Christopher Michael, gay, gay poetry



Renaissance and Religion

what is there to be said about a journey through a museum?
a sojourn of centuries and diverse beliefs, thoughts, feelings
interpreted by men (mostly) of faith (perhaps) and
frequently, in the name of one god or another…
as much as I do not believe in those gods, except
perhaps Athena, or the lower deity Pan, I am always
shaken to my foundation by Renaissance art

does this obscure and confuse lack of belief?
no, belief is as separate as the individual, each
artist’s interpretation of the Annunciation, the Crucifixion
the resurrection, the birth of Christ, all works
meant to adorn the homes of the devout, to fill
walls and ceilings with the message of religion
the Bible turned visual, as was the intent,
to inspire, to teach to assure the ignorant masses
this is their god and this is how he looks…

thus is raised a topic of confusion: a man, a Jew, born
several thousand years ago in an arid desert in
the Middle East, a man whose features were most likely
swarthy, dark, with olive skin and chestnut hair,
becomes in Italy blond and delicate, as does the
Madonna, a feat that only art can advance without
raising question, but who in Italy, Holland, Spain
the seats of the High Renaissance, would question
what they never saw

it is the passion of these artists, their interpretation
of the invisible, the nonexistent that has inspired me
since I first studied art history in college
to be able to ccreate this with only the words
in collected books, make it whole, visible and

it is the passion that always strikes deep in my heart
the sculpture the paintings, the triptychs and altarpieces
a process in man’s history trying to find and steady his
spiritual beliefs and calm dark and troubled waters
a dark time, the Renaissance, in human history,
not always seen on canvas, a time of rampant murder
and disease, political strife, the destruction of knowledge
burning books, killing strangers to convert

the museum is a hallowed place where reliquaries
rest comfortably in solemn niches that we
a curious audience might trespass into their time-honored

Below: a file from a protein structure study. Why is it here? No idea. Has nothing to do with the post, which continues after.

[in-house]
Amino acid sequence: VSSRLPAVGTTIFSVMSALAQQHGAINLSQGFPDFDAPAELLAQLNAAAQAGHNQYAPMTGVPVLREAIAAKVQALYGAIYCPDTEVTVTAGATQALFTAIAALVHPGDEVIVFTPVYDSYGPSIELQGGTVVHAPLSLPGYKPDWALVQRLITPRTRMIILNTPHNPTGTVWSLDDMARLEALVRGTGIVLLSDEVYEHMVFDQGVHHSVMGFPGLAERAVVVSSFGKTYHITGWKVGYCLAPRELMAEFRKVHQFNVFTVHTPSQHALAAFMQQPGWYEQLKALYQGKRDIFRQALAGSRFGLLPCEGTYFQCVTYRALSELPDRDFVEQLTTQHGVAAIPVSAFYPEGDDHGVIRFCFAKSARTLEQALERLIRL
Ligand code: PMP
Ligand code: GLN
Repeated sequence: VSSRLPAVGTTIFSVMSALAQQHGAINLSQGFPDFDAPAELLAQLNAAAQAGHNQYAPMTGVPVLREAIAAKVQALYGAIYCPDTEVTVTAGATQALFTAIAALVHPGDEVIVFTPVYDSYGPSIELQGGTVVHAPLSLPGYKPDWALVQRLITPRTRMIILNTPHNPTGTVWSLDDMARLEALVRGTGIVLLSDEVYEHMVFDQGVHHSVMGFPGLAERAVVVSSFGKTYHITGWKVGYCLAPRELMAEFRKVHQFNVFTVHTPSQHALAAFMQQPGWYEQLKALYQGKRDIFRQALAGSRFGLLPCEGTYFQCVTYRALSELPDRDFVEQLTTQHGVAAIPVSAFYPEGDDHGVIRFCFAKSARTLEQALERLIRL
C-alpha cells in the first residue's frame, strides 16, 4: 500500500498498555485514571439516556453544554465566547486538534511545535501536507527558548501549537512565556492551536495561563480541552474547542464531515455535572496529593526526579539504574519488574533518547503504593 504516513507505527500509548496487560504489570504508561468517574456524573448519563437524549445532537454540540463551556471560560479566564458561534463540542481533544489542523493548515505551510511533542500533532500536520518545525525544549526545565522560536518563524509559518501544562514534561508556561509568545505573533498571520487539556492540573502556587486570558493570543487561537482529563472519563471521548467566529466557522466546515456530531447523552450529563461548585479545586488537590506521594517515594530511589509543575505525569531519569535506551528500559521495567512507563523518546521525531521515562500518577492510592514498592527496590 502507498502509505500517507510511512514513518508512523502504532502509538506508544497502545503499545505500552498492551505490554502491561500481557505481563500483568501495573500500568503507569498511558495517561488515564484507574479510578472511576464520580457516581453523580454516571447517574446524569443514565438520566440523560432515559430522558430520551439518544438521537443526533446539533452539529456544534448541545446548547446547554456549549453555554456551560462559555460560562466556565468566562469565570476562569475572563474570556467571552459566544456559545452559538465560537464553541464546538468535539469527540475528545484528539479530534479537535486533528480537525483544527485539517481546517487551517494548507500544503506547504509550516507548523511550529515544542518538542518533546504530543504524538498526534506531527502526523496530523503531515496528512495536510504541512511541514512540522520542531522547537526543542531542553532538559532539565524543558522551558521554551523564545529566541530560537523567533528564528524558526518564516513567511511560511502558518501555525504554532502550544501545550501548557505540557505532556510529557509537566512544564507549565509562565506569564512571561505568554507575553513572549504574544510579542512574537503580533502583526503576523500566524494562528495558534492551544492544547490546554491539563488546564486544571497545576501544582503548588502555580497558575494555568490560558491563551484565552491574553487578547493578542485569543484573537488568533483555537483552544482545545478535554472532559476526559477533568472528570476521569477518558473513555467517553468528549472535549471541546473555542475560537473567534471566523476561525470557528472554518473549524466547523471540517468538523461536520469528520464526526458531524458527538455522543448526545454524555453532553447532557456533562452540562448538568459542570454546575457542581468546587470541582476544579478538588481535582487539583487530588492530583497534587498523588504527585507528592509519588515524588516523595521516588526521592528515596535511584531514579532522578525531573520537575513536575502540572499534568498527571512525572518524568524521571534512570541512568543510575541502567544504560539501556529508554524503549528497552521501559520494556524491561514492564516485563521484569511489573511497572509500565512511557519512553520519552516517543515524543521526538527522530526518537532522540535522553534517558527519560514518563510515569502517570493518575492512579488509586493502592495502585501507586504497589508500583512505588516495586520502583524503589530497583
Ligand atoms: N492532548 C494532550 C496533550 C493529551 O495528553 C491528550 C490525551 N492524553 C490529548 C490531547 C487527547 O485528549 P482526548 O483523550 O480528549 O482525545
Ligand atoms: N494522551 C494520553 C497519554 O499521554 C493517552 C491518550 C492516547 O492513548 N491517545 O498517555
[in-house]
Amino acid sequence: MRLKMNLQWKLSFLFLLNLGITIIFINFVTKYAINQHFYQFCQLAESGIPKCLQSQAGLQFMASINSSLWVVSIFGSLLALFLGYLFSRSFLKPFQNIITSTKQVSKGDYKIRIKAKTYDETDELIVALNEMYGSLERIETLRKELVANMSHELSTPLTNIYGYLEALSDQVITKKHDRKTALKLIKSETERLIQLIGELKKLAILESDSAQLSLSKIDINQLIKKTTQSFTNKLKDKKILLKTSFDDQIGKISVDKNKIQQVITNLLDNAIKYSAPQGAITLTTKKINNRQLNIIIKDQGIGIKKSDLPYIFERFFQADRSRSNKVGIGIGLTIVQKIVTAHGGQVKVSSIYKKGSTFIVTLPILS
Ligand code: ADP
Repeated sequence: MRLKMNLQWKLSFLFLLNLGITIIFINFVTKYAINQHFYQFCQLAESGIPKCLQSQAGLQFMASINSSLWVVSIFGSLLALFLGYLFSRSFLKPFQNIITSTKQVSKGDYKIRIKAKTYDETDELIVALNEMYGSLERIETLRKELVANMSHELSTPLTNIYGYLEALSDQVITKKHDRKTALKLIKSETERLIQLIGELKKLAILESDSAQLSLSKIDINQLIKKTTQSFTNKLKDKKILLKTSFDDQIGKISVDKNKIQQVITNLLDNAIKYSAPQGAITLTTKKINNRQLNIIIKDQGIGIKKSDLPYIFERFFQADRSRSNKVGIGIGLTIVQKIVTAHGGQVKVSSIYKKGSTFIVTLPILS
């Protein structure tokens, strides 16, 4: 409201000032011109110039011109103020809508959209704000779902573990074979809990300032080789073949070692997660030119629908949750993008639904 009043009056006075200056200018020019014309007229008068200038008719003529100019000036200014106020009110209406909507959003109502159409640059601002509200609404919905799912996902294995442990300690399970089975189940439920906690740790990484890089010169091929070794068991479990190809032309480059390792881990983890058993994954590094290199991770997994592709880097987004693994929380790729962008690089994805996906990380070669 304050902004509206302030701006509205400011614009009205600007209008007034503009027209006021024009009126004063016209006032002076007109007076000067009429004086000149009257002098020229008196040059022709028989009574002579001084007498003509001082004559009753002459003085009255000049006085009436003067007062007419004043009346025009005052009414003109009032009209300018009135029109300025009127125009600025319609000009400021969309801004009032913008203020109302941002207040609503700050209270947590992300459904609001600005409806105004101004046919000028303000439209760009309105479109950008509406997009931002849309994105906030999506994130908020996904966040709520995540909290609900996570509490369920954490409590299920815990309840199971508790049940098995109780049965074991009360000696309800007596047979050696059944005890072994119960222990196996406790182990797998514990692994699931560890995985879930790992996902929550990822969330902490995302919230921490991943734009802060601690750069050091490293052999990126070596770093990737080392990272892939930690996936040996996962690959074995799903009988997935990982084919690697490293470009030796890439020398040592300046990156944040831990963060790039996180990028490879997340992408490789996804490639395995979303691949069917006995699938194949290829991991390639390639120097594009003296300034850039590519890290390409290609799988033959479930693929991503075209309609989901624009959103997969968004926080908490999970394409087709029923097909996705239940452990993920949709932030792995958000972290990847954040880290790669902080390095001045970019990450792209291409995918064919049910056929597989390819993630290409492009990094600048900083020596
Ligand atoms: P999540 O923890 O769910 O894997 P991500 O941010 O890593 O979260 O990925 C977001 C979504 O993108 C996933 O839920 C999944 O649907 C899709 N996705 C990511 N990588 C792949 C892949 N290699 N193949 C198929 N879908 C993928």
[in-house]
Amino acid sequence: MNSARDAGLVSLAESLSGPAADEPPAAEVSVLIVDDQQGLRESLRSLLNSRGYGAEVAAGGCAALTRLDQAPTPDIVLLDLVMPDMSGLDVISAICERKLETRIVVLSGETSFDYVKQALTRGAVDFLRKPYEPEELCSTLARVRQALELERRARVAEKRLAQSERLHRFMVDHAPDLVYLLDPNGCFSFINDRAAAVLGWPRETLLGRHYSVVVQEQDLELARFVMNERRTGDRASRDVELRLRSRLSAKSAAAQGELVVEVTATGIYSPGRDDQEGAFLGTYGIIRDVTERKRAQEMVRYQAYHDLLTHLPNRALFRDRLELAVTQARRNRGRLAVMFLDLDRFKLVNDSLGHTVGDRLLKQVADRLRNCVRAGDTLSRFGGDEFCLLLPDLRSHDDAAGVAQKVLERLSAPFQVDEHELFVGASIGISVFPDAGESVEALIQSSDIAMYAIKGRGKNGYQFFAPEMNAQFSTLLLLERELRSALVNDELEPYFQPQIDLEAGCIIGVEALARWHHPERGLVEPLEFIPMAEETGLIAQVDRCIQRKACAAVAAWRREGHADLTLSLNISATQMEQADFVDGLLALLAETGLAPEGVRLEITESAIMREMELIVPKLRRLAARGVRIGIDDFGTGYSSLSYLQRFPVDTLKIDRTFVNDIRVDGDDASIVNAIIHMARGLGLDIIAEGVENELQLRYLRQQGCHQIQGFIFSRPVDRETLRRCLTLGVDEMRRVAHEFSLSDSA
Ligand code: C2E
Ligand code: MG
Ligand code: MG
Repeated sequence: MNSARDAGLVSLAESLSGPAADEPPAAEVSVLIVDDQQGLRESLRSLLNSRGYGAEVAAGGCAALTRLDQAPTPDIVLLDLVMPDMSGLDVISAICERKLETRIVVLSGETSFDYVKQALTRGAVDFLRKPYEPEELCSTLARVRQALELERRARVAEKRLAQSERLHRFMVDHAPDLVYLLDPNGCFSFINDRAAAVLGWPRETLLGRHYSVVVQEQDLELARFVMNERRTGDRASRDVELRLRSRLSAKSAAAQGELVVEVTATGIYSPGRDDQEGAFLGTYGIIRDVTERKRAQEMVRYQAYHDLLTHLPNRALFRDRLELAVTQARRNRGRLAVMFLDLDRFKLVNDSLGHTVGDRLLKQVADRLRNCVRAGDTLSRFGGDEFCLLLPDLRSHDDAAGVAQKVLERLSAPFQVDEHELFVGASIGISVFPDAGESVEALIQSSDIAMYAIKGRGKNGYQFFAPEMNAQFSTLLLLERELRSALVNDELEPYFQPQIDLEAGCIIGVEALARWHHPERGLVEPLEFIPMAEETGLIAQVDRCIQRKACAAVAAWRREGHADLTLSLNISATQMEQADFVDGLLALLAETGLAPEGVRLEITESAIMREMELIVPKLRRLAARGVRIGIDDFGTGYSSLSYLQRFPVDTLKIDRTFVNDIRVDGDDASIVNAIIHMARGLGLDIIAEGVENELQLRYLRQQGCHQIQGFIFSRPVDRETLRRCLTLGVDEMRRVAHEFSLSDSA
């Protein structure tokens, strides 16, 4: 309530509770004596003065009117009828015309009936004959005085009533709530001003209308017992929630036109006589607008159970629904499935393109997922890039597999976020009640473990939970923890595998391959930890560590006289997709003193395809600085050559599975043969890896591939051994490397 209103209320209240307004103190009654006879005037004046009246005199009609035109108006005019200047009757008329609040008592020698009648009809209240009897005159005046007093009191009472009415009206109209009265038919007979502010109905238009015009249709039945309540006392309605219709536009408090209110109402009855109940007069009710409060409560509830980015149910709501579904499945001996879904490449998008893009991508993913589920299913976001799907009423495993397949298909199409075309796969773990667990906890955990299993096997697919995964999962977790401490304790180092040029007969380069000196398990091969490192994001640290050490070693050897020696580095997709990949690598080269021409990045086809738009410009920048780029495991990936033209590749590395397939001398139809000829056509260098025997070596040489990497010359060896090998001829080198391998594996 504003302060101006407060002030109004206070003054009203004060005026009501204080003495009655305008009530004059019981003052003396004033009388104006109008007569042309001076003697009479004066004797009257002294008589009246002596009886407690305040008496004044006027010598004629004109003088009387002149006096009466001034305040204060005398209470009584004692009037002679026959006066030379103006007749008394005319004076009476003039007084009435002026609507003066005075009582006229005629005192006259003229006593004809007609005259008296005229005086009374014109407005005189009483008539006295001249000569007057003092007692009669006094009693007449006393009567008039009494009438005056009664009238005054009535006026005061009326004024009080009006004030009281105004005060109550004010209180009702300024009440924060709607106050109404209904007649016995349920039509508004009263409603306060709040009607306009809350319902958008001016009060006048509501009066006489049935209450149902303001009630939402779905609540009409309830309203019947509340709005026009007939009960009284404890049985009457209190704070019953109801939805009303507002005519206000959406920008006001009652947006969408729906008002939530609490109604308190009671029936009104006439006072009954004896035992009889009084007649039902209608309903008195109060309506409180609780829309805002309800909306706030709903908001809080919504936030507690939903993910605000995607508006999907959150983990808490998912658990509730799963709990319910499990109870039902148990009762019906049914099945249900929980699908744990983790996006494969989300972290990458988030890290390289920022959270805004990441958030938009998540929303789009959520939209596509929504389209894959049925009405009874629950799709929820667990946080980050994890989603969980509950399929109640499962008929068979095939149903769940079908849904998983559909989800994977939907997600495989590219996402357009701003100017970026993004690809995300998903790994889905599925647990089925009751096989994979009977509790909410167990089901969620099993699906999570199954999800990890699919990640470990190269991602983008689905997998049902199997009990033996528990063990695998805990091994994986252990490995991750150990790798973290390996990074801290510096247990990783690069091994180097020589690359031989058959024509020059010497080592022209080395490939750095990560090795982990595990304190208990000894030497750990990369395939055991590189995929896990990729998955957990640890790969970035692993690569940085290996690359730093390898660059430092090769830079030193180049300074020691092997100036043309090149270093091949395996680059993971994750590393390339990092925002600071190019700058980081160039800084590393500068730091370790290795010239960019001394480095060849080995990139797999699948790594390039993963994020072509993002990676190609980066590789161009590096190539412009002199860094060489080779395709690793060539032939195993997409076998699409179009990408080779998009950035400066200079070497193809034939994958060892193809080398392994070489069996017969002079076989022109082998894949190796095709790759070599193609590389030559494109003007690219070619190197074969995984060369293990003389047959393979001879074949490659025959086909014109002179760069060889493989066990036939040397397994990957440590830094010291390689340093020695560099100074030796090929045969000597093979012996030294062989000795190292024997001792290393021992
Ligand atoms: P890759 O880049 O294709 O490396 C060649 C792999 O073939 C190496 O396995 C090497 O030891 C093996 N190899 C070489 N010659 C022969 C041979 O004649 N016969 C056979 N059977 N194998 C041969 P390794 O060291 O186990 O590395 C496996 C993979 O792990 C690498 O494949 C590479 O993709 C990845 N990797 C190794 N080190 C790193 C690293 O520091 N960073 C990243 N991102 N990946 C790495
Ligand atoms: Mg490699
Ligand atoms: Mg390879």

zones and peek, gaze and wonder…
I love a sense of continuity, he red gown of the
Madonna, and no matter we find her posed, her
Mantle of blue
Oft the Christ Child out of proportion, looking as
A broken doll, the Flemish art so filled with symbolism
A guide book is required, but none, none of this
Dims the passion, that passion there for the onlooker
To observe, to feel, to carry home

1950’s Modern

there’s more in the museum, of course, interpretations
of life in other eras, some of which intrigues, some of which
leaves me questioning the artist’s state of mind
there are the introductions of mechanization, cameras
printers, copy machines, and electronic devices
as I gaze and ponder (that word again) I ponder this:
if there are any peoples left in 4015, what will think of this
art, housed in a museum, just as we view 2000 years ago

Lautrec and Jane Avril

by itself, sitting serenely at the edge of a wall
turning a corner, without the fanfare and arpeggio
of massive gilt frames announcing their self-importance
a simple Lautrec drawing on tan-ground paper
Jane Avril, singer, dancer, in understated majesty
unlike some of her finer neighbors, bedecked in
grand surrounds: Monet’s wife en le jardin, a 15th century
Christ on cross bounded by modernity
she looks out into the world under wide-brimmed hat
unaware of destiny, dying as she did in 1943
before Zsa Zsa Gabor played her in Moulin Rouge
a stylized frothy version, but as she descends the
nightclubs staircase singing, Its April Again, words
rewritten as Whenever We Kiss, and a top-10
favorite, certainly mine, a magical world unfolds
for me again, my journey through the museum complete


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